An 73-year-old woman calls EMS and complains of sudden worsening of three days lasting abdominal pain. Today she vomited and she feels faint. The pain's getting worse with irradiation into tower back. The patient is brought by the ambulance to the emergency room - here she is conscious, clammy, hypotensive, afebrile, with inserted venous catether of G18 diameter. The abdomen is distended, painful, with impaired peristalsis. What tests will you perform in the ED?
Blood test is a basic examination, which may help to the correct diagnosis. Abdominal X-Ray we would rather use in case of suspected ileus, clinical condiciton of the patient does not indicate it.
Blood test is a basic examination, which may help to the correct diagnosis. Although ECG is at the ED always done, here we have to use a different examination to find the origin of abdominal pain.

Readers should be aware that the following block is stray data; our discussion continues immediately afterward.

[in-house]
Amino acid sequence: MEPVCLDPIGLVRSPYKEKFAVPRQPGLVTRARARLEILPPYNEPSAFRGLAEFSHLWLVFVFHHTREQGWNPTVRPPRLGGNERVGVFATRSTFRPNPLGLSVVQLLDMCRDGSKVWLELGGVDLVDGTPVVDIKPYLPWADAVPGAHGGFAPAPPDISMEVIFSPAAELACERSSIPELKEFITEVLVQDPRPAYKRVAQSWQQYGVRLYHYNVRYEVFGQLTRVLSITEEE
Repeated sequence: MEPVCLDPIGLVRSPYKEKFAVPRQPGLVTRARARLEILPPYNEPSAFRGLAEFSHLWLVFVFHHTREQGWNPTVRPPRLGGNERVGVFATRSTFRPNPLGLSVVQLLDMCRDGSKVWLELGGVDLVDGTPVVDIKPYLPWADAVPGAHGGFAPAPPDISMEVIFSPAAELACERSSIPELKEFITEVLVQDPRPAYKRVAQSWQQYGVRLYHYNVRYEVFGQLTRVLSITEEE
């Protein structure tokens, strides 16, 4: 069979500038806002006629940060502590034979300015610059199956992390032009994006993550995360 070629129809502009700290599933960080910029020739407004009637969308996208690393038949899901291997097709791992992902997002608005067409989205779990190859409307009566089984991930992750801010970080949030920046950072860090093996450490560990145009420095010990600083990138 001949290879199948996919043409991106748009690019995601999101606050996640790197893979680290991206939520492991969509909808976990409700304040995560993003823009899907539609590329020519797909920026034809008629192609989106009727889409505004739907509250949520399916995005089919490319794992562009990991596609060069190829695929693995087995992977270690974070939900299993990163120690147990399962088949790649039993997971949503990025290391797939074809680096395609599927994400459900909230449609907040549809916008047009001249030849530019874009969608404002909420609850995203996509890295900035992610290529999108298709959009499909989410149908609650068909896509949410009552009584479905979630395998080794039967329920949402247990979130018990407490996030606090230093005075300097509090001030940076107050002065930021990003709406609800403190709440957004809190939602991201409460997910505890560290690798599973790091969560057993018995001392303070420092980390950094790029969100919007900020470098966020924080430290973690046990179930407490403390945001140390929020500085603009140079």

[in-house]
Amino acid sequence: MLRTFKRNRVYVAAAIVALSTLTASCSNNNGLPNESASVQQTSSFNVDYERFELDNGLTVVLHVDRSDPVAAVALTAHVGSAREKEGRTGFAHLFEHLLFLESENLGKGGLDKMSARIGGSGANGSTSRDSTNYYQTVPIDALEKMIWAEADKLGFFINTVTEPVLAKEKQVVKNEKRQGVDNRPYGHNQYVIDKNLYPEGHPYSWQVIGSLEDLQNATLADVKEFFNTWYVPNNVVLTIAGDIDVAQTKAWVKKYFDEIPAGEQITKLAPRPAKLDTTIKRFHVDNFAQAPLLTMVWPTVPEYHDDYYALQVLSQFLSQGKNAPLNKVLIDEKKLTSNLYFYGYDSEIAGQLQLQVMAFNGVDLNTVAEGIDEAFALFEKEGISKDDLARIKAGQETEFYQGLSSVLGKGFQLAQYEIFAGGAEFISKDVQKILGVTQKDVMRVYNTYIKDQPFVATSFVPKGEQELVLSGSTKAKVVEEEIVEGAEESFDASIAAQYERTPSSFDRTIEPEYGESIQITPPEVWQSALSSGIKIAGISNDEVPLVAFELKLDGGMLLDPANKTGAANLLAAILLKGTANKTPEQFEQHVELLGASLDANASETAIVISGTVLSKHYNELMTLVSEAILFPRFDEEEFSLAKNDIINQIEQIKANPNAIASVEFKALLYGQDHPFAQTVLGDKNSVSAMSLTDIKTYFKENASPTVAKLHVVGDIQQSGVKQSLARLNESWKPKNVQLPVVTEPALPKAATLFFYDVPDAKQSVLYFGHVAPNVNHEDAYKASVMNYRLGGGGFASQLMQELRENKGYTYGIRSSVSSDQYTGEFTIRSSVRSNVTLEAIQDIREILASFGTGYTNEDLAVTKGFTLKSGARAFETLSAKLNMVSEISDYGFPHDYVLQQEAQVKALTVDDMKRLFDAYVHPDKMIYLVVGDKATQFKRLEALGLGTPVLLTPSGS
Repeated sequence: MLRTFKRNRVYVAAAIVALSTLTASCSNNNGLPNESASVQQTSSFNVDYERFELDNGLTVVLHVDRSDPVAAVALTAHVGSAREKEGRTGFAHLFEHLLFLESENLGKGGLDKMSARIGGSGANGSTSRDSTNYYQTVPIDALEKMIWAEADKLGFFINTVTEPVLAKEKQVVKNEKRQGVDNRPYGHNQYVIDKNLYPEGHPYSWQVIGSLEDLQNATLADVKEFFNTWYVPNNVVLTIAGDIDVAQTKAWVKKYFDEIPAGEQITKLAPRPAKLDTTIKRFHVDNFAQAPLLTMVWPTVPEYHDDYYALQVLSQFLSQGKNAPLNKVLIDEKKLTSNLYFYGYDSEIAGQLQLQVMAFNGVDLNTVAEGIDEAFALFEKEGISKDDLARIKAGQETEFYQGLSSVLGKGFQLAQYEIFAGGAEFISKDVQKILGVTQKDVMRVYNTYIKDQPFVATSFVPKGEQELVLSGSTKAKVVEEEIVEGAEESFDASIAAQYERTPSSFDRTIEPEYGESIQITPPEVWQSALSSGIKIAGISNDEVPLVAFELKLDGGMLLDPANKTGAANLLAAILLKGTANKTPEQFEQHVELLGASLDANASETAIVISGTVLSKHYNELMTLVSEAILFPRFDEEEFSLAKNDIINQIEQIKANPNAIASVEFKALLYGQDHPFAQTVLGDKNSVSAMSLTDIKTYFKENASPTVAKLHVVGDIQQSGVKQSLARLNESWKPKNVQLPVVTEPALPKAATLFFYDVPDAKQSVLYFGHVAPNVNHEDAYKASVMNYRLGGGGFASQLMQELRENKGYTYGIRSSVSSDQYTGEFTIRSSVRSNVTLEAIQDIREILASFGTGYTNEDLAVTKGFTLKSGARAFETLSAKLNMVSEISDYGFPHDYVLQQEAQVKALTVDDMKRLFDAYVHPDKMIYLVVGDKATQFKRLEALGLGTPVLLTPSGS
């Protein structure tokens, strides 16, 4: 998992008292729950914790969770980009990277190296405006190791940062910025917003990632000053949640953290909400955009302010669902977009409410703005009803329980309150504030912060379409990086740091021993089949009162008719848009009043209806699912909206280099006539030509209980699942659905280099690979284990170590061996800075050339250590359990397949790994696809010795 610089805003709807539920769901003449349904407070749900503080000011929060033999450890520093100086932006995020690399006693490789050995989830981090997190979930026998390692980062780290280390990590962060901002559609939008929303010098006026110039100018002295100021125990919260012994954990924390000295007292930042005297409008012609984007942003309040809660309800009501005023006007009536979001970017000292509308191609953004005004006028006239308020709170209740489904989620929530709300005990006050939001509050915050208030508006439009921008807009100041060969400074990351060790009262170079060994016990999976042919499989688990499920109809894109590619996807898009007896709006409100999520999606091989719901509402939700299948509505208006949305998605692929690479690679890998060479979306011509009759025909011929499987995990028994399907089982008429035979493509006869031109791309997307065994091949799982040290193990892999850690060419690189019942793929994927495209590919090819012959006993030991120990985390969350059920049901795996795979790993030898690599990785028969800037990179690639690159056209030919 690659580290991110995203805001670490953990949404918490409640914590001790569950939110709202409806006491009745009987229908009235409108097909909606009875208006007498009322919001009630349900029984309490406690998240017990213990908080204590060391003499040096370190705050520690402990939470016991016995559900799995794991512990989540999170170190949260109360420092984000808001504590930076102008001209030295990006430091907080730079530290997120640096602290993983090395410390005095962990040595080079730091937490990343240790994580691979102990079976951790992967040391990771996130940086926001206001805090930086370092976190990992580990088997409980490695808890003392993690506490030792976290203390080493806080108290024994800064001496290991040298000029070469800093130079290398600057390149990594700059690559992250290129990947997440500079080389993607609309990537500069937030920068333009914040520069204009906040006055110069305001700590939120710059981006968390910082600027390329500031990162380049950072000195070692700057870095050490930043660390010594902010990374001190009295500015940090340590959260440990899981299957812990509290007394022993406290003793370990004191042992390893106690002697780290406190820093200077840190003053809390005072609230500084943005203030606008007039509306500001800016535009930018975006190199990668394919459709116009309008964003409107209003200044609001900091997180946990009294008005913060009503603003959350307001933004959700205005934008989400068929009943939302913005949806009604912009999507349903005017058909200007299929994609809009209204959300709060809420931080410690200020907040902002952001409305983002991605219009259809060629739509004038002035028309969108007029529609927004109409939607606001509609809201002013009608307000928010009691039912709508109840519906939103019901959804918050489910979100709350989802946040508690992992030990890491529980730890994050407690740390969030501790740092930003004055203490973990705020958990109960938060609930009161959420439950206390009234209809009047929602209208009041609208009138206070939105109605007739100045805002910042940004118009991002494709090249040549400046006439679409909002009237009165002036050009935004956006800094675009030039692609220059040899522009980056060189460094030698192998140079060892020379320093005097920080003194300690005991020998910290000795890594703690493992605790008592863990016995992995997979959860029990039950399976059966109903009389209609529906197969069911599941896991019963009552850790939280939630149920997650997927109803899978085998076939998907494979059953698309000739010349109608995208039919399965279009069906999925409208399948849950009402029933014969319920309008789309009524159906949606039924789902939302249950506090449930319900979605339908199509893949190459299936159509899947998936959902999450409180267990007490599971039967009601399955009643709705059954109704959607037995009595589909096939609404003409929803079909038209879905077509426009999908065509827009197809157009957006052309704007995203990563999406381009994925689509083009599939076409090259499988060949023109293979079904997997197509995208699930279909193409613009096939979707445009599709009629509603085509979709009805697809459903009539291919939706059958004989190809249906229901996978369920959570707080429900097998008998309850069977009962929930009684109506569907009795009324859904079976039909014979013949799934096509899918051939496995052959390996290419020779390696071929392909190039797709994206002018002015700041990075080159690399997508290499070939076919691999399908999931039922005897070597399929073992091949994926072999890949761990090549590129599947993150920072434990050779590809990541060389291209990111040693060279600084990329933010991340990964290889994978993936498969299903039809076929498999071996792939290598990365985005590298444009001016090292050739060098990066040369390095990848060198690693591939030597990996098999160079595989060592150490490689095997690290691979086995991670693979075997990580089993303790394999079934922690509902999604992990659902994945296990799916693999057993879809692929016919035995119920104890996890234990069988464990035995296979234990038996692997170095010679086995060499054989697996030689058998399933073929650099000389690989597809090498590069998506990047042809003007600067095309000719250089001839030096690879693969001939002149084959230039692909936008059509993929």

Blood test is a basic examination, which may help to the correct diagnosis. Abdominal ultrasound seems to be at this point the most beneficial imaging technique. RESULTS: A large hematoma in the right half of the abdominal cavity, free liquid in the subhepatic space.
Correct answerRESULT: Abdominal aortic aneurysm + aneurysmatic dilatation of lower thoracic aorta. (Remark: The location of rupture cannot be identificated because of haemorrhagic shock at the time of examination.)
Blood test is a basic examination, which may help to the correct diagnosis. Indication for CT examination is correct, but in the ED we must act as quickly as possible. That's why we prefer to use the fastest available method, which is abdominal ultrasound. According to the results and clinical condition of the patient we complete the examination with abdominal CT.